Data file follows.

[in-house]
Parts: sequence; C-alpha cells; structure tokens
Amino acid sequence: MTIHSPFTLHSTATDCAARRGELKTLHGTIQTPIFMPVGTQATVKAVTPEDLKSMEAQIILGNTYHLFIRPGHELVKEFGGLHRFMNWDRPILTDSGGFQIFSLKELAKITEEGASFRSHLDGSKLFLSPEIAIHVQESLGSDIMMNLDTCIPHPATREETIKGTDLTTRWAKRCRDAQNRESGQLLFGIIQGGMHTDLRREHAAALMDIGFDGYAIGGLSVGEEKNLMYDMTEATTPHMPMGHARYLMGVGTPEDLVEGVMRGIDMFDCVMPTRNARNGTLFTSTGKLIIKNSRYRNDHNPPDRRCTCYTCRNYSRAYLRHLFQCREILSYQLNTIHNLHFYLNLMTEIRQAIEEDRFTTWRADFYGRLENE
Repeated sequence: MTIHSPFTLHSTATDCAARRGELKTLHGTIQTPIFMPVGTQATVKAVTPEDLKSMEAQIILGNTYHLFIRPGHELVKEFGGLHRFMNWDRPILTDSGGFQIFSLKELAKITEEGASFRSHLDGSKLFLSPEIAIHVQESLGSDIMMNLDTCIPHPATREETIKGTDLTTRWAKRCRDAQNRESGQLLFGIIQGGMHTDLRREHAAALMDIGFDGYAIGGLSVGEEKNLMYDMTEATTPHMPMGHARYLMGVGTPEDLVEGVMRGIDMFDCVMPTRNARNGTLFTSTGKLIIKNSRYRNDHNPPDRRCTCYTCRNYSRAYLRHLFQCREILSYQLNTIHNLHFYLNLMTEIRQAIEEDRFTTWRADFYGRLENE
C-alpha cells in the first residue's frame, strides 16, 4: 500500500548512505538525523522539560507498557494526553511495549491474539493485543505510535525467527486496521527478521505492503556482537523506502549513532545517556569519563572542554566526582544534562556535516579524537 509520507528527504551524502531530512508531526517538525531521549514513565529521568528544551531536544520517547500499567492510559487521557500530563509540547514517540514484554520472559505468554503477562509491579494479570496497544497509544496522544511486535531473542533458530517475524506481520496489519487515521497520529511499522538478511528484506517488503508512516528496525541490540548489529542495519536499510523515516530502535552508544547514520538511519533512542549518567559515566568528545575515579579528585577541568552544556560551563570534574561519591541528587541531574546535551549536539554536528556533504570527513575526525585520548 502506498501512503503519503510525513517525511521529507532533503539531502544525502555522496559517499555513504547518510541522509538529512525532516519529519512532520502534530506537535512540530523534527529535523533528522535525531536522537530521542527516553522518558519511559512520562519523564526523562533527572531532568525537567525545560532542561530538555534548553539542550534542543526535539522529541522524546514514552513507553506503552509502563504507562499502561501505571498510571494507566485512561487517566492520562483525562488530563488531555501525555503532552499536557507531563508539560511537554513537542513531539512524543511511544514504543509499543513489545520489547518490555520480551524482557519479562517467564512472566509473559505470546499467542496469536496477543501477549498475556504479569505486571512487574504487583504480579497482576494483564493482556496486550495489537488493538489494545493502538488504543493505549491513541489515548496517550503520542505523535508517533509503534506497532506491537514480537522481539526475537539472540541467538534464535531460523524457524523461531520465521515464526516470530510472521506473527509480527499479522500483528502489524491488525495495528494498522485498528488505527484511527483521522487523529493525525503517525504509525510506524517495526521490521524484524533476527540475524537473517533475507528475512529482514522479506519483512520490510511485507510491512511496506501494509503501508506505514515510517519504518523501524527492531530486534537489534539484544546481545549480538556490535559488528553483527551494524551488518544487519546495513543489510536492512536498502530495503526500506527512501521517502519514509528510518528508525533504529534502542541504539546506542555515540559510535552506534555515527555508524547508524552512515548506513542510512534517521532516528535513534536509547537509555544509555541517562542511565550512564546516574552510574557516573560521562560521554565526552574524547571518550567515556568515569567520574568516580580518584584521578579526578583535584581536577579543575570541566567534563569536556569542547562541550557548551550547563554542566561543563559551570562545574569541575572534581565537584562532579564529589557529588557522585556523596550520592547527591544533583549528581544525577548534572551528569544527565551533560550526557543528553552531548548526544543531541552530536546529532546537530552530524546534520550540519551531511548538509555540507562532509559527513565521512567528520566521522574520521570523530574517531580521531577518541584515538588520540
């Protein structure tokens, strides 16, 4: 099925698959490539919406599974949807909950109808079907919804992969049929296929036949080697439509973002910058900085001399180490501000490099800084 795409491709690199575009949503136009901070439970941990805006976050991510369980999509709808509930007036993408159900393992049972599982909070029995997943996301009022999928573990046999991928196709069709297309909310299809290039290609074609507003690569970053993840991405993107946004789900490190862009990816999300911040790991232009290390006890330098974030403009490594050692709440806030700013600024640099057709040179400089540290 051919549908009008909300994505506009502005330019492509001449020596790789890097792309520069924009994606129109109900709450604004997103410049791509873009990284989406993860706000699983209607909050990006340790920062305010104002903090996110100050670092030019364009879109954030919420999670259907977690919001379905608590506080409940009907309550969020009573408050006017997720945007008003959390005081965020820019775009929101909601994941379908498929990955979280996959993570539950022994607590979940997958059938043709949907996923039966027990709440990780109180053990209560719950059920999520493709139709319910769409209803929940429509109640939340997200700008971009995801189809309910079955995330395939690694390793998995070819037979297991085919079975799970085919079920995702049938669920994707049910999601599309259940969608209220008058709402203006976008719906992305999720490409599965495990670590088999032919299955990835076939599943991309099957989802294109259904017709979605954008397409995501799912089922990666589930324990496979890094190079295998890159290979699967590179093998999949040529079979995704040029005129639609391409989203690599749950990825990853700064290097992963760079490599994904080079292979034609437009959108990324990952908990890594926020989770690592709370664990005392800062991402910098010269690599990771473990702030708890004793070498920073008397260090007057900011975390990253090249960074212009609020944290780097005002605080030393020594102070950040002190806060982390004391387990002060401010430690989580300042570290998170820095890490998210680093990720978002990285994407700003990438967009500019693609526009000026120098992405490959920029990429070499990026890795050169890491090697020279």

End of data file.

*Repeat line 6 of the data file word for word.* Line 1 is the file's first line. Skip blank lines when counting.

């Protein structure tokens, strides 16, 4: 099925698959490539919406599974949807909950109808079907919804992969049929296929036949080697439509973002910058900085001399180490501000490099800084 795409491709690199575009949503136009901070439970941990805006976050991510369980999509709808509930007036993408159900393992049972599982909070029995997943996301009022999928573990046999991928196709069709297309909310299809290039290609074609507003690569970053993840991405993107946004789900490190862009990816999300911040790991232009290390006890330098974030403009490594050692709440806030700013600024640099057709040179400089540290 051919549908009008909300994505506009502005330019492509001449020596790789890097792309520069924009994606129109109900709450604004997103410049791509873009990284989406993860706000699983209607909050990006340790920062305010104002903090996110100050670092030019364009879109954030919420999670259907977690919001379905608590506080409940009907309550969020009573408050006017997720945007008003959390005081965020820019775009929101909601994941379908498929990955979280996959993570539950022994607590979940997958059938043709949907996923039966027990709440990780109180053990209560719950059920999520493709139709319910769409209803929940429509109640939340997200700008971009995801189809309910079955995330395939690694390793998995070819037979297991085919079975799970085919079920995702049938669920994707049910999601599309259940969608209220008058709402203006976008719906992305999720490409599965495990670590088999032919299955990835076939599943991309099957989802294109259904017709979605954008397409995501799912089922990666589930324990496979890094190079295998890159290979699967590179093998999949040529079979995704040029005129639609391409989203690599749950990825990853700064290097992963760079490599994904080079292979034609437009959108990324990952908990890594926020989770690592709370664990005392800062991402910098010269690599990771473990702030708890004793070498920073008397260090007057900011975390990253090249960074212009609020944290780097005002605080030393020594102070950040002190806060982390004391387990002060401010430690989580300042570290998170820095890490998210680093990720978002990285994407700003990438967009500019693609526009000026120098992405490959920029990429070499990026890795050169890491090697020279």